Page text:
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Since the server we're testing today uses Windows, the possibilities are nearly endless. It's not that Linux systems are incapable of the same functions, but it's that not everyone is versed in Linux configuration and software.

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The real limiting factor is the hardware itself. The Intel Atom D2700 is a nice processor for Linux systems, but it feels unreasonably slow in the 5400r when we use RDC to access the system. The processor is limited to just 4GB of RAM as well, so the server is at full capacity when shipped. Data transfers to and from the server are swift, so the input latency we noticed during RDC didn't affect our primary use.

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Buffalo includes several software bits with the system like Buffalo Dashboard, a preinstalled feature that is a straightforward interface for configuring the system. The Dashboard software also shows system temperature, fan performance, and a host of other useful features.

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Windows Storage Server 2012 R2 has a built-in Dashboard that is identical to Windows Server 2012 R2.

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If you are well versed in Windows Server, you may prefer to use the Windows Dashboard for building Storage Pools, Shares, iSCSI, and Work Folders.

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Above, we see the default disk configuration with the operating system in RAID 1 on two drives. This chews up 200GB of disk space right off the bat. Four drives then use RAID 5, with 1762GB coming from each dedicated to storage. Users can configure the remaining 200GB available on two drives, but the space isn't used right out of the box.

Packaging and Accessories

Packaging

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On the package is a sticker that shows the configuration, package contents, and some of the specifications.

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The server ships in a thick box, and the package is surprisingly smaller than what we expected. The NAS isn't full depth, so it didn't require a massive package to keep it secure.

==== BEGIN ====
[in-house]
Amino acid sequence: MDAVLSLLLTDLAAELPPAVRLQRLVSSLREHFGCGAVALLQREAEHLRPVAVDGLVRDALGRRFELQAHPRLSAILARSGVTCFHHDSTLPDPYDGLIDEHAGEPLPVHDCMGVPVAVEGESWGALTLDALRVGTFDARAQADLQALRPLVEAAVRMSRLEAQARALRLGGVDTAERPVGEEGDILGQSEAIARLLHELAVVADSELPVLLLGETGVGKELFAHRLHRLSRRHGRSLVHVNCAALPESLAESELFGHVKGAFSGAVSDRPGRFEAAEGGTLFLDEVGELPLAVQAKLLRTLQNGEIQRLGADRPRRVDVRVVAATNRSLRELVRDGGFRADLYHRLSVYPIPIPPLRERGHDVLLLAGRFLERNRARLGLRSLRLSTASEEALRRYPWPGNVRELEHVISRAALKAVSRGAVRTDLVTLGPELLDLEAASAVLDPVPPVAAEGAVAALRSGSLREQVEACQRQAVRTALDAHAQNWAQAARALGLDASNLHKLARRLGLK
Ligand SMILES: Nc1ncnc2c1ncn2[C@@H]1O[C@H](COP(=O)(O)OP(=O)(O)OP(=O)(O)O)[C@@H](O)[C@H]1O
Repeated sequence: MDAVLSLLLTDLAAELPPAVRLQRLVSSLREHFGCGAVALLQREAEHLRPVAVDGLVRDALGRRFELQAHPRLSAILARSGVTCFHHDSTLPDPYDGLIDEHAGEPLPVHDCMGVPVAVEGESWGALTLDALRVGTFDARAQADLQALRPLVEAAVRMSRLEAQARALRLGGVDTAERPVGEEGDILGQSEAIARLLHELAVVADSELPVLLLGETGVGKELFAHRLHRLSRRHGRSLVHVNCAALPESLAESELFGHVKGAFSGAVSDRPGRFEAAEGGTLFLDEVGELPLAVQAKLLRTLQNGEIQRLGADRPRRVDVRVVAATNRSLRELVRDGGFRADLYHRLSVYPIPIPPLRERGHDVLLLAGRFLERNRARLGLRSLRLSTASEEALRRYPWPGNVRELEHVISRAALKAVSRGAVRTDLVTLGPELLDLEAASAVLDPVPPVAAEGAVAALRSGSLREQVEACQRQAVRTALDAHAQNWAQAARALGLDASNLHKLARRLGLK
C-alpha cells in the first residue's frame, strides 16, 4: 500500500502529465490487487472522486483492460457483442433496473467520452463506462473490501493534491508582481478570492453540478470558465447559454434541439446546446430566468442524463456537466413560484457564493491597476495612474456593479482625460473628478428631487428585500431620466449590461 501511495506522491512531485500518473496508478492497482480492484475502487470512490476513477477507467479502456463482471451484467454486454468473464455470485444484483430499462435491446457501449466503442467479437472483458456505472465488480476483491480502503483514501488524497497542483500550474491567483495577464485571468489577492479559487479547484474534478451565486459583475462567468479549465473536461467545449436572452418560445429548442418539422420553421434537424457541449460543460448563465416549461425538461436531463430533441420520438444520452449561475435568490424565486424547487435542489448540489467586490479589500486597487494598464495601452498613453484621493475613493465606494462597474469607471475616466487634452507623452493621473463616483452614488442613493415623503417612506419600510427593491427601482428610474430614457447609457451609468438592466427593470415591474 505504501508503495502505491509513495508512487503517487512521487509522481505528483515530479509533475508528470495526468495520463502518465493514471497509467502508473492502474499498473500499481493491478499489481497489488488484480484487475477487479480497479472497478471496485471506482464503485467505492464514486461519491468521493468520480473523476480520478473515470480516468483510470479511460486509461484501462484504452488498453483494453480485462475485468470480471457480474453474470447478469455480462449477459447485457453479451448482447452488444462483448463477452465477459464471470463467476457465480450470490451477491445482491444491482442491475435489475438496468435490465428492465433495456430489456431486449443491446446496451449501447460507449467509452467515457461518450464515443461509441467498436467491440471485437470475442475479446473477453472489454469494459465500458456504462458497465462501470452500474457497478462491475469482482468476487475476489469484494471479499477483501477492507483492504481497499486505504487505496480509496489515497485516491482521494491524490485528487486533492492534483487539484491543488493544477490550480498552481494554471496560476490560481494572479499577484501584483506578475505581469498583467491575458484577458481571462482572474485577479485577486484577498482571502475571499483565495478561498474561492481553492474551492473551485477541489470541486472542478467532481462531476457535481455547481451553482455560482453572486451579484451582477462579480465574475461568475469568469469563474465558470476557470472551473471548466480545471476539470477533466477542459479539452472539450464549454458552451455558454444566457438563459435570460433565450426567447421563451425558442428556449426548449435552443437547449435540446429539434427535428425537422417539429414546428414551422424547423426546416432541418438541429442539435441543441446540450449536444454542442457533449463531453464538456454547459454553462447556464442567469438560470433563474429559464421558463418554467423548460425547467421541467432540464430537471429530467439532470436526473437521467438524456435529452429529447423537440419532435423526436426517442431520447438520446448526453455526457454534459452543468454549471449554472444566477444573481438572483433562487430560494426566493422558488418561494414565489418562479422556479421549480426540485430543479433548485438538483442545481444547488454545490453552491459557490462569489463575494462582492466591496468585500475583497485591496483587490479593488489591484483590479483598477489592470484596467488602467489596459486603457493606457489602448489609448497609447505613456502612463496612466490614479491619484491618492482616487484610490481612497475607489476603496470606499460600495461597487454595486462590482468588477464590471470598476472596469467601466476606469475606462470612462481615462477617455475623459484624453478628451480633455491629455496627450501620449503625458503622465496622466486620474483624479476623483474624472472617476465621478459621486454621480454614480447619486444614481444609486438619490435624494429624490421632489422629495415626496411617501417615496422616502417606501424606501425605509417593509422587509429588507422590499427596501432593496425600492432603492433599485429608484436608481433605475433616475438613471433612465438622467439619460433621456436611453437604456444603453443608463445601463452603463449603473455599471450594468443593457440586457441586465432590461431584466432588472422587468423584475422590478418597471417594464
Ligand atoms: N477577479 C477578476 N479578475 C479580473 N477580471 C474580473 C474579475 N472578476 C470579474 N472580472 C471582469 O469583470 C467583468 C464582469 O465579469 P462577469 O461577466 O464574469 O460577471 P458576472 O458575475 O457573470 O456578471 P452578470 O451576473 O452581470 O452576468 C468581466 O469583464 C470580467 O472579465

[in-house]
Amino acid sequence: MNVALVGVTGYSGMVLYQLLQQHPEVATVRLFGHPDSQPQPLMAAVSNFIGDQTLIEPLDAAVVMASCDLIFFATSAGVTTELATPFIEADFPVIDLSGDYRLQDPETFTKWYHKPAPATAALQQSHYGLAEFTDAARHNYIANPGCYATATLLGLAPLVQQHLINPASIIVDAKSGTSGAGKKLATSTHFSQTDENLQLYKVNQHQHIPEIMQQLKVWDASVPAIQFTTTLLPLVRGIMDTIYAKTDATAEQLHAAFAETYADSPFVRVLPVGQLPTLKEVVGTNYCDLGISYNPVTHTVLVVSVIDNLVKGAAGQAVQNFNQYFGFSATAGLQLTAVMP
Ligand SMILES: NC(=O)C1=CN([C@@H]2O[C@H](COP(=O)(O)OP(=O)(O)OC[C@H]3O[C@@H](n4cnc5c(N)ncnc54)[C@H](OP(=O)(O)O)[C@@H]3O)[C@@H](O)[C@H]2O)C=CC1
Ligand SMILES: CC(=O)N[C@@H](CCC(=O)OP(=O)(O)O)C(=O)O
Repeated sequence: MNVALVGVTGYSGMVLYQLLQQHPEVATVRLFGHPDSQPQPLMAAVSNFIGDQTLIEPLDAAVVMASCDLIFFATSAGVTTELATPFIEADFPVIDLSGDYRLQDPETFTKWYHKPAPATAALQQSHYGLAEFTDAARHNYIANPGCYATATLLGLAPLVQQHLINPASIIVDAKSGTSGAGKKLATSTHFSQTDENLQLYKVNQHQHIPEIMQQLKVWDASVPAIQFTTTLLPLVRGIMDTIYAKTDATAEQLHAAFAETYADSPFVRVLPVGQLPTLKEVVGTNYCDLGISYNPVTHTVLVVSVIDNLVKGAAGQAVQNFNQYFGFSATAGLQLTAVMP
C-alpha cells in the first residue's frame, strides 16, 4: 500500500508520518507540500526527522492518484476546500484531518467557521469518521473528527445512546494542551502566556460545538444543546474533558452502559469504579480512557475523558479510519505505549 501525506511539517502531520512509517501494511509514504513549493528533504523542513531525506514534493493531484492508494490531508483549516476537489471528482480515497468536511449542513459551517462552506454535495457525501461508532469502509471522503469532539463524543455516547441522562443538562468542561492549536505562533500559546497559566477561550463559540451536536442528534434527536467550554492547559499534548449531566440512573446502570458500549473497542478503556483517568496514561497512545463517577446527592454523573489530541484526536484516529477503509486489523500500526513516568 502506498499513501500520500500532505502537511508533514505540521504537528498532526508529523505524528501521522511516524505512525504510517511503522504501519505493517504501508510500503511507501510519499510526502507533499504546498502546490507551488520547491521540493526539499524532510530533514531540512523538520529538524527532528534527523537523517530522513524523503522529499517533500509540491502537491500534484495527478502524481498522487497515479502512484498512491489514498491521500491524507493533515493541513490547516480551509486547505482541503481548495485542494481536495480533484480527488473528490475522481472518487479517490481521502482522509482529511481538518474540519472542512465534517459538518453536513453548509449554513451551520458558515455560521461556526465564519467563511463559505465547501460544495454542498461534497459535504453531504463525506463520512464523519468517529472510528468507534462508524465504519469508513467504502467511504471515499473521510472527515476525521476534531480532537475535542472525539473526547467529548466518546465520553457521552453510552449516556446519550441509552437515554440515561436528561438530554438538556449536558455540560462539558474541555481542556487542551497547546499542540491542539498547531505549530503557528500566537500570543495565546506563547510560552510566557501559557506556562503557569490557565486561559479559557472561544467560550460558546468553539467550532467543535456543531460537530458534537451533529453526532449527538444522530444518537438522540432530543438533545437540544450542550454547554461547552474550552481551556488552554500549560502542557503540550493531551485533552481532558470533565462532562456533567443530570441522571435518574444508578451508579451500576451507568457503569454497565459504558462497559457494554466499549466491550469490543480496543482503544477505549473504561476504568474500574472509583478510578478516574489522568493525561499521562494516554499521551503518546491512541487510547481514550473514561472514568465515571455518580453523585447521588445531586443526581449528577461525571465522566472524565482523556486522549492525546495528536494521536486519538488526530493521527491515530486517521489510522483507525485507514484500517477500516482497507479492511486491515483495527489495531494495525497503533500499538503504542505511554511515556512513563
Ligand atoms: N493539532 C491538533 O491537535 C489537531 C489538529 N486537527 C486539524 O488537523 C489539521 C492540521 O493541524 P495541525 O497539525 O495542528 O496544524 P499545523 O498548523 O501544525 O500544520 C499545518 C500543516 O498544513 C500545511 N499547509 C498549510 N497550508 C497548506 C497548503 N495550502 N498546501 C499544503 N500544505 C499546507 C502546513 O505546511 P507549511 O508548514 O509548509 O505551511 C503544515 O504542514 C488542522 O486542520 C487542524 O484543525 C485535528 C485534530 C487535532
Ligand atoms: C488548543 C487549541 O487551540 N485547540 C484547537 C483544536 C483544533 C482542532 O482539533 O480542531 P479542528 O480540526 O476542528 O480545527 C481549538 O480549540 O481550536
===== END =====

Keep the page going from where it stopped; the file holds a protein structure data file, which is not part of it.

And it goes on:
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Inside, we found a well-packaged server with good protection for shipping. The drive rails were in a separate box inside the package.

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I prefer two inches of dense foam on all sides, but we didn't get that on the 5400r WSS. The foam on the sides is only around an inch thick, but the box is thicker than most.

Accessories

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Inside, we found four paper manuals and instruction sheets.

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The server ships with cage nuts, screws, one Ethernet cable, a power cable, a reusable zip tie, and a USB flash drive and system restore flash-based media.

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Rack rails are also included and shouldn't be over looked. Many NAS products ship without rails, and the manufacturer sells them as an add-on. We've never really liked the 'add-on' approach since you can't rack a server without them in a graceful manner, and $150+ seems a bit much for an add-on accessory that is a necessity.

Buffalo TeraStation 5400r WSS

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The Buffalo Technology TeraStation 5400r WSS is a 1U server with four front drive bays that ships with mounting hardware from the factory.

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The 2TB Western Digital Green HDDs are accessible from the front of the system, but the server does not have disk locking mechanisms.

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A pull-tab on the front of the unit exposes the serial number.